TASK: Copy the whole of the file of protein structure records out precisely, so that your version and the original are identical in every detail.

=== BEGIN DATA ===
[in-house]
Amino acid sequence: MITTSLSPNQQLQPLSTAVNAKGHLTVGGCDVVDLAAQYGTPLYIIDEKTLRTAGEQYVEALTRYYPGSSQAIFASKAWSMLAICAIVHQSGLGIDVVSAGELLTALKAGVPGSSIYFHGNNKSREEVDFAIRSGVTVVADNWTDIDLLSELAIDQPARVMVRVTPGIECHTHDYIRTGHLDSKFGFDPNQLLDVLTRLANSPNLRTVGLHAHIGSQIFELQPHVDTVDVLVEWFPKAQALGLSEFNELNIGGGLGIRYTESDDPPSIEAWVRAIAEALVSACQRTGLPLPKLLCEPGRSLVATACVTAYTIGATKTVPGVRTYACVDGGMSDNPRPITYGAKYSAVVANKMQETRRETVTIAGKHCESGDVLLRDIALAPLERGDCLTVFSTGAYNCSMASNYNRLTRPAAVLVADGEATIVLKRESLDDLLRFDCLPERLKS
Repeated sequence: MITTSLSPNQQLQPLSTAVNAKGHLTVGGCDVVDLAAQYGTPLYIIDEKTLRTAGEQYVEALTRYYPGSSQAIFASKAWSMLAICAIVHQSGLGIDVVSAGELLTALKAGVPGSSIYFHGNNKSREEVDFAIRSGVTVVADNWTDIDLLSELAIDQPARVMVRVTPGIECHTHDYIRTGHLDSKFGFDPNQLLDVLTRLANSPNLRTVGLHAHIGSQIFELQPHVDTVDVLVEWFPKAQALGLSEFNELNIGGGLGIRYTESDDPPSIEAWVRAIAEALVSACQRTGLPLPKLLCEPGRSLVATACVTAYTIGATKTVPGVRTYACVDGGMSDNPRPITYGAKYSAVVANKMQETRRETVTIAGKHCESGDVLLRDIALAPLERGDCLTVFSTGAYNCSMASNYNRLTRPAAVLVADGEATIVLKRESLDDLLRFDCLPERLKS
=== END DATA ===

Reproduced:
[in-house]
Amino acid sequence: MITTSLSPNQQLQPLSTAVNAKGHLTVGGCDVVDLAAQYGTPLYIIDEKTLRTAGEQYVEALTRYYPGSSQAIFASKAWSMLAICAIVHQSGLGIDVVSAGELLTALKAGVPGSSIYFHGNNKSREEVDFAIRSGVTVVADNWTDIDLLSELAIDQPARVMVRVTPGIECHTHDYIRTGHLDSKFGFDPNQLLDVLTRLANSPNLRTVGLHAHIGSQIFELQPHVDTVDVLVEWFPKAQALGLSEFNELNIGGGLGIRYTESDDPPSIEAWVRAIAEALVSACQRTGLPLPKLLCEPGRSLVATACVTAYTIGATKTVPGVRTYACVDGGMSDNPRPITYGAKYSAVVANKMQETRRETVTIAGKHCESGDVLLRDIALAPLERGDCLTVFSTGAYNCSMASNYNRLTRPAAVLVADGEATIVLKRESLDDLLRFDCLPERLKS
Repeated sequence: MITTSLSPNQQLQPLSTAVNAKGHLTVGGCDVVDLAAQYGTPLYIIDEKTLRTAGEQYVEALTRYYPGSSQAIFASKAWSMLAICAIVHQSGLGIDVVSAGELLTALKAGVPGSSIYFHGNNKSREEVDFAIRSGVTVVADNWTDIDLLSELAIDQPARVMVRVTPGIECHTHDYIRTGHLDSKFGFDPNQLLDVLTRLANSPNLRTVGLHAHIGSQIFELQPHVDTVDVLVEWFPKAQALGLSEFNELNIGGGLGIRYTESDDPPSIEAWVRAIAEALVSACQRTGLPLPKLLCEPGRSLVATACVTAYTIGATKTVPGVRTYACVDGGMSDNPRPITYGAKYSAVVANKMQETRRETVTIAGKHCESGDVLLRDIALAPLERGDCLTVFSTGAYNCSMASNYNRLTRPAAVLVADGEATIVLKRESLDDLLRFDCLPERLKS